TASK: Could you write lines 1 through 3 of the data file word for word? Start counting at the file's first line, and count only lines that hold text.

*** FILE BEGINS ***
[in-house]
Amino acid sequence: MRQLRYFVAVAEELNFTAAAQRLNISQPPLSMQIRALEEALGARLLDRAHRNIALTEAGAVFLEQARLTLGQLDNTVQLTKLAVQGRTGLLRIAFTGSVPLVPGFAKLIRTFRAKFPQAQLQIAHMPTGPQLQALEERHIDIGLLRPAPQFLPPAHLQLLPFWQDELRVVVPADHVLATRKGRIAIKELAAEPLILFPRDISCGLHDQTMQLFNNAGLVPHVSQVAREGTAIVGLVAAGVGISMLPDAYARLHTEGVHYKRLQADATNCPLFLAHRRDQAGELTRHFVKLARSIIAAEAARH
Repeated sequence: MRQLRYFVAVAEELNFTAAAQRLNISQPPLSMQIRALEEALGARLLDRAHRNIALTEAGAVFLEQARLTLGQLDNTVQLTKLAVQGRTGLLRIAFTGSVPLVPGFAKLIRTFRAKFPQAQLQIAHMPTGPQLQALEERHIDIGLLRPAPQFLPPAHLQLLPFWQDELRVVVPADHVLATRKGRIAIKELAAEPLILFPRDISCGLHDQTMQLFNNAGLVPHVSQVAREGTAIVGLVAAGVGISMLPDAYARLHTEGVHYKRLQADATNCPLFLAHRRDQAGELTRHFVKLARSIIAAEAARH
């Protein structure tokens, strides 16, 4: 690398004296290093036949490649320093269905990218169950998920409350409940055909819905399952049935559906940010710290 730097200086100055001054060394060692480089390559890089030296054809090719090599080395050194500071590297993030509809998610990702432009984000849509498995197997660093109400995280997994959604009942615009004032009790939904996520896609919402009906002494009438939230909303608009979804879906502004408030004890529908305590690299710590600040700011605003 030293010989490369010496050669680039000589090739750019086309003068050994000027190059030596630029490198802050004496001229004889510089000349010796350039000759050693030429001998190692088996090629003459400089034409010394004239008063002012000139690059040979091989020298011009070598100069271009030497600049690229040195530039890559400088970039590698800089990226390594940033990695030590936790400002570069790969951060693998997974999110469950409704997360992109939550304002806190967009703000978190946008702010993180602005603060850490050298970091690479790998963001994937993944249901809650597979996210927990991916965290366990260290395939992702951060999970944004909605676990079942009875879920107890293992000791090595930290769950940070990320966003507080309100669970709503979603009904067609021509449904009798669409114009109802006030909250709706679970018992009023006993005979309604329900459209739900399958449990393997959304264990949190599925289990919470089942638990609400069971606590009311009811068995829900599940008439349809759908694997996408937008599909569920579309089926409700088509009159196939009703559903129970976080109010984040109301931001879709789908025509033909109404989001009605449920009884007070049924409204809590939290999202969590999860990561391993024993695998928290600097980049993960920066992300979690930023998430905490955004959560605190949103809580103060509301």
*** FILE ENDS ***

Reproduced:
[in-house]
Amino acid sequence: MRQLRYFVAVAEELNFTAAAQRLNISQPPLSMQIRALEEALGARLLDRAHRNIALTEAGAVFLEQARLTLGQLDNTVQLTKLAVQGRTGLLRIAFTGSVPLVPGFAKLIRTFRAKFPQAQLQIAHMPTGPQLQALEERHIDIGLLRPAPQFLPPAHLQLLPFWQDELRVVVPADHVLATRKGRIAIKELAAEPLILFPRDISCGLHDQTMQLFNNAGLVPHVSQVAREGTAIVGLVAAGVGISMLPDAYARLHTEGVHYKRLQADATNCPLFLAHRRDQAGELTRHFVKLARSIIAAEAARH
Repeated sequence: MRQLRYFVAVAEELNFTAAAQRLNISQPPLSMQIRALEEALGARLLDRAHRNIALTEAGAVFLEQARLTLGQLDNTVQLTKLAVQGRTGLLRIAFTGSVPLVPGFAKLIRTFRAKFPQAQLQIAHMPTGPQLQALEERHIDIGLLRPAPQFLPPAHLQLLPFWQDELRVVVPADHVLATRKGRIAIKELAAEPLILFPRDISCGLHDQTMQLFNNAGLVPHVSQVAREGTAIVGLVAAGVGISMLPDAYARLHTEGVHYKRLQADATNCPLFLAHRRDQAGELTRHFVKLARSIIAAEAARH